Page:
textese (or text-speak) in the classroom

One thing texting has earned most students?  The inability to think beyond 141 characters and the desire to abbreviate every answer.

Some students now will SAY “lol.”  

Which prompts me to say “No, are you really?”

Next thing that happens?   Student will say “What?”

“Laughing out loud?” (I know I should be amused, but I am frustrated)

“Ms. B, what are you talking about?” is the inevitable response.

THEN, I have to explain when you say “lol” that maybe you should be laughing out loud.  That usually nips that problem.

The next problem with text?  That students think “IDK” is a valid response.  I always put “IDC” and mark it wrong.  Stops problem two after the first exam.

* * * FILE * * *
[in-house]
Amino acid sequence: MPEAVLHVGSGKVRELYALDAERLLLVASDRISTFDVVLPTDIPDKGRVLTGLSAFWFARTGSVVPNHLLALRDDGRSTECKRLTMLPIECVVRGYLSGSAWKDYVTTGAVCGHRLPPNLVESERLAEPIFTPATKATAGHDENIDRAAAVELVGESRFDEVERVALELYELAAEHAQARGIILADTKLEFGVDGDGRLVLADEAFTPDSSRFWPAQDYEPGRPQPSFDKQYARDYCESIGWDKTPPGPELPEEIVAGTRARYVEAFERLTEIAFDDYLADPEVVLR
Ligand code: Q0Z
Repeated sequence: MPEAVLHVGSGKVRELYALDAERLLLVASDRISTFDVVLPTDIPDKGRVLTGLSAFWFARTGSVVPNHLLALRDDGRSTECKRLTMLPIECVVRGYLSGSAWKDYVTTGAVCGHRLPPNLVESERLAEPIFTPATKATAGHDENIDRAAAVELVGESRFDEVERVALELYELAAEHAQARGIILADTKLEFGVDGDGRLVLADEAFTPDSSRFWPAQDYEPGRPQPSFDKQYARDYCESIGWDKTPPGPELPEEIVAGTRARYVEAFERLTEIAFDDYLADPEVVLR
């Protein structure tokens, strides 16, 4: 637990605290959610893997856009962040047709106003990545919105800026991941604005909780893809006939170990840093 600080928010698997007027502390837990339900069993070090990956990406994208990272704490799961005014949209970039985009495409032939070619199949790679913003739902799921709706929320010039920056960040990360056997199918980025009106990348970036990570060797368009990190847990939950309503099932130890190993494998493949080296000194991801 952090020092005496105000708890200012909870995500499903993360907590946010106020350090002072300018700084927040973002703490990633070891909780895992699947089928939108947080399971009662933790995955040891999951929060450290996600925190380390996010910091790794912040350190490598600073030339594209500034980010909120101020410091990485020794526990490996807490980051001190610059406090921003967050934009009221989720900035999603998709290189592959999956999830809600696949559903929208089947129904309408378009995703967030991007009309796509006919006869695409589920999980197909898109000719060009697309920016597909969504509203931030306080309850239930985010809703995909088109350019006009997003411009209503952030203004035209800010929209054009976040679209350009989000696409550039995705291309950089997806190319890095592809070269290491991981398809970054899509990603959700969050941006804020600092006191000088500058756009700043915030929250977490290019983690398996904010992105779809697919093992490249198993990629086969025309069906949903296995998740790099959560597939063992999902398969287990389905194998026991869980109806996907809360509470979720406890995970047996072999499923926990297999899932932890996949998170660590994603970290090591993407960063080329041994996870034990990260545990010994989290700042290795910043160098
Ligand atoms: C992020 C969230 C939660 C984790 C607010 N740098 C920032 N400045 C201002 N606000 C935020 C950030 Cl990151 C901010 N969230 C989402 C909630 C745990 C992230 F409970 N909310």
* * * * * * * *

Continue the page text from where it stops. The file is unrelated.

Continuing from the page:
The final problem I have had with text-speak.  Last year, I tried so hard to work with a 9th grader.  I would teach and re-teach.  He would sleep and talk.    Finally, one day he decided that just trying to get by was not cutting it.  He walked to my desk to TELL me to change his grade.  I (being me) said that I would not do so.  He looked around the room.  He puffed out his chest.   He strutted to his seat.  He drawled “YOLO, ya’ll, YOLO”  loudly to the entire room.  Not one person would have known about this exchange if he had not made such a production out of his text-speak. 

I had finally had enough “You might only live once… but you are going to take physical science twice if you don’t do your work.”  I must have made a believer out of him…he transferred schools.

BTW (see what I did there?) he is still not passing physical science.


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